A Swiss chef deemed the world’s best in December was found dead of an apparent suicide over the weekend.
Chef Benoit Violier of the prestigious Restaurant De L’Hotel De Ville Crissier-Suisse in Crissier, Switzerland, seemingly shot himself on Sunday at his nearby home, police said. The culinary master’s restaurant maintained a three-star Michelin rating by the industry and held the top spot in La Liste, France’s ranking of 1,000 restaurants in 48 countries.
Patricia Zizza, who has worked with the world’s most elite chefs for decades, told the New York Times that pressure to perform at a high level may have pushed Violier, 44, over the edge.
“Chefs are in the theater and must produce great work, and there is strong pressure to maintain that excellence,” Zizza said Monday. “It requires an enormous amount of attention, from assuring the quality of the products to directing teams of people. And it entails many sacrifices, including to one’s personal life.”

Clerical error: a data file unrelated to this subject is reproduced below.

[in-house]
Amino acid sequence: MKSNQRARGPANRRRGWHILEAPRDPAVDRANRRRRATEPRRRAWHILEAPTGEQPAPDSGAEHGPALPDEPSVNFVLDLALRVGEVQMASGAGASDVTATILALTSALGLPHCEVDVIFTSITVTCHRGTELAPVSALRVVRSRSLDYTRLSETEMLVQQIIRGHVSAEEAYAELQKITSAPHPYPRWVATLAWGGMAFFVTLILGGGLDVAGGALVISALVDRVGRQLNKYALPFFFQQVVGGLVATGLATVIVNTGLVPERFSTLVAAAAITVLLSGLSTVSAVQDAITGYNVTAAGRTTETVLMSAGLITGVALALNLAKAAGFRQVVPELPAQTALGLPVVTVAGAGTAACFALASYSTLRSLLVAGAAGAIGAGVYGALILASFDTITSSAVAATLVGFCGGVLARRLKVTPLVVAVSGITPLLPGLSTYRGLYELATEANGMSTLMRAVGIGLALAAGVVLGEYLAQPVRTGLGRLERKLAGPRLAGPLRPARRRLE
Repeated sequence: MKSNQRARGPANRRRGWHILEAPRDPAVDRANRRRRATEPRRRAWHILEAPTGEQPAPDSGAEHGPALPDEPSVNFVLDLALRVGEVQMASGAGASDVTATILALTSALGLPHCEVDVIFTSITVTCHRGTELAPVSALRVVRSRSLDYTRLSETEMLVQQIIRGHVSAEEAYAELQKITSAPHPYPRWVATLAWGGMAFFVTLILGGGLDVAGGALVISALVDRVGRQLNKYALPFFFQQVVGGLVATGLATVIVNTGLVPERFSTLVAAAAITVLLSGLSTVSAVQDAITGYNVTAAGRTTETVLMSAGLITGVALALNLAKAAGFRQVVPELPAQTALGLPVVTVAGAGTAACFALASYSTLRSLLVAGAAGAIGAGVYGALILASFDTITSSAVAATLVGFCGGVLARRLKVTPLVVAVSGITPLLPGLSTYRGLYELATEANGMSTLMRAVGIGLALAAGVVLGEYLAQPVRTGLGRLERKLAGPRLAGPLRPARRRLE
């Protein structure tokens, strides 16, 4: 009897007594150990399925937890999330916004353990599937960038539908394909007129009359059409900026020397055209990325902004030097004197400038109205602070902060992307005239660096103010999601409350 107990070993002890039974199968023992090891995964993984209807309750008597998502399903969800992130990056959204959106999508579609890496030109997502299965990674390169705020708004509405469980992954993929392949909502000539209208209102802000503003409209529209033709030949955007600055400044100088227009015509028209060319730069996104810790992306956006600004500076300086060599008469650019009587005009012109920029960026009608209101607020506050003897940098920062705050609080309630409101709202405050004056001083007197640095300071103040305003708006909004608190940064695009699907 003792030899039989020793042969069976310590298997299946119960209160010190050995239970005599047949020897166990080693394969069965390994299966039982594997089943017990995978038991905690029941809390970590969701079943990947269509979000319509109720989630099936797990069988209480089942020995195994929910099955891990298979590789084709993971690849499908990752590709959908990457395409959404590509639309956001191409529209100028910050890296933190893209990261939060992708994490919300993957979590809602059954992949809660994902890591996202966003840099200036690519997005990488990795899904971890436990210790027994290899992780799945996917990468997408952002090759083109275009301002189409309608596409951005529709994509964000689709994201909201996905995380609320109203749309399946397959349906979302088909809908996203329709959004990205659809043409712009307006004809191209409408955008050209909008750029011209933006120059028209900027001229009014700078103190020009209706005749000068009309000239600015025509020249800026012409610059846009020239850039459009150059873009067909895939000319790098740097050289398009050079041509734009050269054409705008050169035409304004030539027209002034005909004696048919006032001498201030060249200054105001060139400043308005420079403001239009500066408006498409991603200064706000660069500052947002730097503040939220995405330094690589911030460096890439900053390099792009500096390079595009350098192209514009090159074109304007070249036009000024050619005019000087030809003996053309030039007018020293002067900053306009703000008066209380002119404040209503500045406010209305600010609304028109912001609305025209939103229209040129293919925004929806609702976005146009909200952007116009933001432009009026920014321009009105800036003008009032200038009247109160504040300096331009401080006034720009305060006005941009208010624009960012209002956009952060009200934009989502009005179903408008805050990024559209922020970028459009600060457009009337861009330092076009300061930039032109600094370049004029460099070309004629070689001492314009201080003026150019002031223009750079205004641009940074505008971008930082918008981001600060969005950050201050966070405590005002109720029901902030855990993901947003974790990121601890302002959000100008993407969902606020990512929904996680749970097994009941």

Famous chef Bernard Loiseau, whose Côte d’Or maintained three Michelin stars, killed himself in Burgundy, France, in 2003 at the age of 52. Chicago chef Homaro Cantu of the Michelin-rated Moto killed himself last April at age 38.
The Guardian noted on Monday that Violier was also burdened with last year’s deaths of his father to Alzheimer’s disease and mentor Philippe Rochat in a cycling accident.
“An immense chef, an immense sadness, thoughts go out to his family and his team,” Michelin-starred chef Jean Francois Piege tweeted on Sunday.
Violier ran Restaurant de l’Hôtel de Ville with his wife, Brigitte. Requests for comment were not immediately returned.